The storm cut off power to as many as two million people in Florida. One week after landfall it was estimated that about 240,000 were still without power.

Public schools in some counties in the path of the hurricane were scheduled to be closed for two weeks. In some areas this was necessary because the school buildings were damaged or destroyed (especially in Charlotte County). In other parts of Florida, no power or water was yet available.

Agricultural losses were heavy. In Florida, the second-largest producer of oranges in the world, damage to the citrus crop was estimated at $150 million, perhaps as much as 25% of the total crop. Other crops and agricultural buildings and equipment also suffered.

Due to its path across the central part of the Florida peninsula, Charley is sometimes referred to as the " I-4 Hurricane."

Rest of United States

Storm total Rainfall from Charley
Storm total Rainfall from Charley

Upon making landfall on northeastern South Carolina, Charley unofficially produced a storm tide of up to 7.19 feet (2.19 meters) in Myrtle Beach. Wind gusts were moderate, peaking at 60 mph (95 km/h) in North Myrtle Beach, though there were several unofficial hurricane force gusts. Charley produced moderate rainfall along its path, peaking at over 7 inches (178 mm). Moderate winds knocked down numerous trees. Flash flooding occurred in Charleston County, causing drainage problems. Damage in South Carolina totaled to $20 million (2004 USD).

In North Carolina, Charley produced an estimated storm surge of 2 to 3 feet (.5-1 meters), along with waves of up to 8 feet (2.5 meters) in height. This produced minor beach erosion along the coastline. Winds gusted from 60 to 70 mph (95 to 110 km/h), causing minor wind damage. Rainfall was moderate, ranging from 4 to 6 inches (100 to 150 mm), causing flooding across 7 North Carolina counties. The hurricane spawned five weak tornadoes across the state, including an F1 in Nags Head that damaged twenty structures. Charley destroyed 40 houses and damaged 2231, 231 severely, including 221 damaged beach homes in Sunset Beach. Damage was greatest in Brunswick County, where wind gusts peaked at 85 mph (137 km/h). Crop damage was severe in Brunswick County, with 50% of the tobacco crop lost and 30% of the corn and vegetable fields destroyed. Strong winds downed trees and power lines, leaving 65,000 without power. Damage in North Carolina totaled to $25 million (2004 USD).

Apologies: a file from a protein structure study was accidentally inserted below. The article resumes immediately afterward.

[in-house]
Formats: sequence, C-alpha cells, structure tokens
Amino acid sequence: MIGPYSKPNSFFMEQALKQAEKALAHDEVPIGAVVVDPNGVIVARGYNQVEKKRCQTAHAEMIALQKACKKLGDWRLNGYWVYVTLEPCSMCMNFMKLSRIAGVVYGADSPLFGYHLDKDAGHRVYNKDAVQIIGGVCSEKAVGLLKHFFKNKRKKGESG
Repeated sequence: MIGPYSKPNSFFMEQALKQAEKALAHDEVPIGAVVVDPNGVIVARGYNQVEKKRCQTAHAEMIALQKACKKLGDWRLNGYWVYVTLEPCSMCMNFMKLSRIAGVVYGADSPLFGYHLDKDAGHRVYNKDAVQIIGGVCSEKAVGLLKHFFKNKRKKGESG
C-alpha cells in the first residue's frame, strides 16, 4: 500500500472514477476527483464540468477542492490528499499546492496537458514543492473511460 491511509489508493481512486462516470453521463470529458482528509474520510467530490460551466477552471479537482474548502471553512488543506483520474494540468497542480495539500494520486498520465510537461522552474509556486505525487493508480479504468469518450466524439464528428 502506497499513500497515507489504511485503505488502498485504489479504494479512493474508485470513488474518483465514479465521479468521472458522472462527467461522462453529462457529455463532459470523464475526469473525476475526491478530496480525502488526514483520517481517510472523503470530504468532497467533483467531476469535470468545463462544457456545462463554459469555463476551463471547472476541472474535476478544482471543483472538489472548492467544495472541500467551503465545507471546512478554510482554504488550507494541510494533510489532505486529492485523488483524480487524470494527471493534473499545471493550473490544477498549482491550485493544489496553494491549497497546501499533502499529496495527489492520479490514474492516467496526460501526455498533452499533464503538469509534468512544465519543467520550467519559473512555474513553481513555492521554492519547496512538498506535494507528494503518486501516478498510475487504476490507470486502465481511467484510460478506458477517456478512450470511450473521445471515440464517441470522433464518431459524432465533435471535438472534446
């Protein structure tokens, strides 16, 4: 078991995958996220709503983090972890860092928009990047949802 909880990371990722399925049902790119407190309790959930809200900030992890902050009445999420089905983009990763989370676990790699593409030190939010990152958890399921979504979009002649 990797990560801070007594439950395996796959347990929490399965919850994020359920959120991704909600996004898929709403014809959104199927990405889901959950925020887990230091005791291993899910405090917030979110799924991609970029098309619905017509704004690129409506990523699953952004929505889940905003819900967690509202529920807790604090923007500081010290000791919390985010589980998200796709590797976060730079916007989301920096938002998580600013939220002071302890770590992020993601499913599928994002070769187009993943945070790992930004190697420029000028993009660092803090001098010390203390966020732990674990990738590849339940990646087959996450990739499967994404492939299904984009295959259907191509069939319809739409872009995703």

Tropical Storm Charley produced wind gusts of up to 72 mph (116 km/h) at Chesapeake Light, causing scattered power outages. Rainfall was light, ranging from 2 to 3.7 inches (50 to 94 mm). Charley produced one tornado in Chesapeake and one in Virginia Beach. In Rhode Island, one man drowned in a rip current.


President George W. Bush declared Florida a federal disaster area. He also said "...the job of the federal government and the state government is to surge resources as quickly as possible to disaster areas. And that's exactly what's happening now. We choppered over and saw the devastation of this area. A lot of people's lives are turned upside down. We've got ice and water moving in, trailers for people...are moving in. The state is providing security...There's a lot of compassion moving in the area, the Red Cross is here."


Because of its effects in the United States, the name Charley was retired in the spring of 2005 by the World Meteorological Organization and will never again be used for an Atlantic hurricane. The name was replaced by Colin for the 2010 season.